Growth in Vietnam
In a newly-developed area of central Hanoi called Times City, signs of the booming economy are everywhere. It is a self-contained town, with 20 apartment buildings, a shopping mall, schools, and even a hospital. The price of a two-bedroom apartment starts at about 100,000 dollars, increasingly affordable for many people in the country.
Vietnam's gross domestic product has maintained a high growth rate, averaging about 6.8 percent over the last 30 years. The biggest factor behind this stability is the country's consistent economic policy under single-party rule. The Doi Moi reforms launched in 1986 were the catalyst for major economic change. The policies fostered a market economy, expanding the rights of corporations and recognizing the 100 percent foreign ownership of businesses. This brought in a massive increase in direct investment by foreign countries, attracted by the labor force, the relatively low wages, and the social stability.
Trade war drives growth
The impact of the US-China trade dispute is evident in recent data. From July to September 2019, Vietnam's GDP grew 7.31 percent from the same quarter last year, due largely to an increase in exports. This comes as more Chinese firms are shifting production bases to the country.
Officials from Ningbo Prosound Electronics, a Chinese manufacturer of electronic components, recently visited an industrial complex in southern Vietnam. The firm exports more than half of its products to the US. It says it is considering relocating to Vietnam to avoid the impact of the US tariff hikes.
"We have to find a way out of the problem, so we decided to look at Vietnam," Vice President Zhou Xiaosen says. "I think the environment is pretty good. This factory building is not bad, either."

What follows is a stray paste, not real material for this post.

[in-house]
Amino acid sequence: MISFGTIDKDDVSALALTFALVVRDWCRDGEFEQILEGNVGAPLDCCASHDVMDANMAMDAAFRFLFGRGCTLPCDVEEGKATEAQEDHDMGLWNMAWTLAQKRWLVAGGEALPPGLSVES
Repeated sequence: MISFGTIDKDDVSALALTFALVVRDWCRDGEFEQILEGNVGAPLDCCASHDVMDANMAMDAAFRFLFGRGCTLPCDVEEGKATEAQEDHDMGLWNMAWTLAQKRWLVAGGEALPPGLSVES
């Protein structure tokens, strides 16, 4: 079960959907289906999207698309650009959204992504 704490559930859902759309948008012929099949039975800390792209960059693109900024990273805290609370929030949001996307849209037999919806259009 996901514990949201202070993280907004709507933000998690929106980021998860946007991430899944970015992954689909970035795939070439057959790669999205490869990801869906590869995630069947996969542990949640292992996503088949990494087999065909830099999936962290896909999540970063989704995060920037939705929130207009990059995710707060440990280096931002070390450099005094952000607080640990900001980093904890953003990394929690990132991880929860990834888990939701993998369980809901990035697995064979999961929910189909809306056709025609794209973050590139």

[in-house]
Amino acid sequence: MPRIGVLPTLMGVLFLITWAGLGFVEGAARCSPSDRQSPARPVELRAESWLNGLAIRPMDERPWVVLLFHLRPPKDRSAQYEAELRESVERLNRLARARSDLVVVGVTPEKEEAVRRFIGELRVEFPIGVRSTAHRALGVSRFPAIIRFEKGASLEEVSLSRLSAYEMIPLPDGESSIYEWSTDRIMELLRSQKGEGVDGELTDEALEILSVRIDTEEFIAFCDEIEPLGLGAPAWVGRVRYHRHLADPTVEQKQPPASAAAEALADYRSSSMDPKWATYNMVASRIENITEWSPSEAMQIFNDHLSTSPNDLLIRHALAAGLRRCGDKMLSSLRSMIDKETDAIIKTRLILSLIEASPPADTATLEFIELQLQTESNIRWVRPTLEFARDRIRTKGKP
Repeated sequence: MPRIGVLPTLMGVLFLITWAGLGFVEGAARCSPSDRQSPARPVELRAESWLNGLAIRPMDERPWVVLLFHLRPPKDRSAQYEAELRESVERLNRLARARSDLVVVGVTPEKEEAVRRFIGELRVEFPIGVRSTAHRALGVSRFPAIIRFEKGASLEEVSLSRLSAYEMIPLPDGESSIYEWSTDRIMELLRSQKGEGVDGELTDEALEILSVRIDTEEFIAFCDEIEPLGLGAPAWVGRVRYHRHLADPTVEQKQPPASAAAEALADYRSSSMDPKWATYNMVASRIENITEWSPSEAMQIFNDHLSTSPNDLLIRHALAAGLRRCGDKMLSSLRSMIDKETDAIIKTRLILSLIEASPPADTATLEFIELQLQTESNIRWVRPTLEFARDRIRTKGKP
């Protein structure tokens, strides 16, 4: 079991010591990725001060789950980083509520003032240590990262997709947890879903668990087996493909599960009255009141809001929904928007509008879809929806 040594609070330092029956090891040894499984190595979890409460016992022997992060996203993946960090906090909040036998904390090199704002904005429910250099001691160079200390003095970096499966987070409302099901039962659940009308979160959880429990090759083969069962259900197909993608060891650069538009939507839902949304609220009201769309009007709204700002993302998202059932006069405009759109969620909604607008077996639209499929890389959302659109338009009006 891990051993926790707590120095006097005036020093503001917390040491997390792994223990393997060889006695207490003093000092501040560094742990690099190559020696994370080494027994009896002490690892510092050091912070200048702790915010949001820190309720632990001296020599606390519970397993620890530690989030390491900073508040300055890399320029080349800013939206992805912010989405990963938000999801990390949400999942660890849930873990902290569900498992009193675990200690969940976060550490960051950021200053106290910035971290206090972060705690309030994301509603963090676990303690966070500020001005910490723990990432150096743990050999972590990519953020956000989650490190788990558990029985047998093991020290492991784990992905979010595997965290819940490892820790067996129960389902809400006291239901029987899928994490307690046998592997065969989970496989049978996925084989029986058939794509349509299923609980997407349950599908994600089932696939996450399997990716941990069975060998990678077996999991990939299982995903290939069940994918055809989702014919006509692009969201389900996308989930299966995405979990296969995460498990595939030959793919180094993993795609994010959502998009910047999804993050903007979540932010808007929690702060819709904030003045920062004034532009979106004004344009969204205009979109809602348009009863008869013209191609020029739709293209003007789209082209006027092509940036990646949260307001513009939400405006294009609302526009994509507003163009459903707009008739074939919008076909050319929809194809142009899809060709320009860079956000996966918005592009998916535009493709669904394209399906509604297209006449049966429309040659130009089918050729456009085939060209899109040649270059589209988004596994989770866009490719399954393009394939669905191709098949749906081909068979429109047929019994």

China's direct investment into Vietnam in the first half of 2019 was nearly 1.9 billion dollars, the most by any country, ahead of the likes of Japan and South Korea.
Vincy Nguyen is a manager at the industrial park. She is in charge of getting more Chinese firms to relocate.
"It's a good opportunity for us to help small and medium enterprises coming to Vietnam open factories and also to help our country," she says.
But not everyone is happy. In June, US President Donald Trump threatened to act against companies leaving China for places like Vietnam. Washington suspects that some Chinese goods are being passed off as Vietnamese.
During a recent shipment inspection at a Vietnamese port, customs officials found shoes from China labeled as Vietnamese. Authorities are now stepping up the process and cracking down on illegal shipments. They fear becoming another US target if they aren't careful.
At the same time, some Vietnamese companies are already being hurt by the US tariffs. Tran Le Ha runs a spinning mill in Ho Chi Minh City. He used to send half of his threads to China. But exports to the country have fallen by 30 percent as the looming US tariffs have companies there holding off on purchases.
The trade war has also led to a fall in the Chinese currency, the yuan. This has forced Tran Le Ha to offer a 20 percent discount on his products.
"This is the most difficult time in 20 years," he says. "I think when the tariffs take effect, it will be very difficult for us. But we have to find a way to survive."
Experts say the US-China trade dispute could have a negative long-term effect on Vietnam. Washington is already suspicious of the sudden increase in Vietnamese exports, and could soon impose high tariffs.
In addition, the experts say the global economy will only worsen if the trade war continues. Vietnam relies heavily on global exports. If shipments to its largest trading partners -- the US and China -- fall, its economy could take a huge hit.
Challenges for the future
Vietnam owes much of its growth to foreign companies operating in the country. It now faces the challenge of making business easier for these firms. Some foreign companies complain of a lack of transparency. They say they are being charged fees for unclear reasons and that the business approval process is slow. This has discouraged new investment, and is even having an impact on existing businesses.
On top of that, Vietnam relies on exports from factories operated by multinational corporations. Products from Samsung, a South Korean company, currently make up about 25 percent of exports. Analysts say the transfer of technology from foreign companies is very slow in Vietnam.
The government knows it needs to nurture private, homegrown businesses. In order to make domestic companies as competitive as foreign ones, the government is encouraging local businesses to enter the industrial sector. But further growth of the private sector will depend on how much the government can support it with its policies.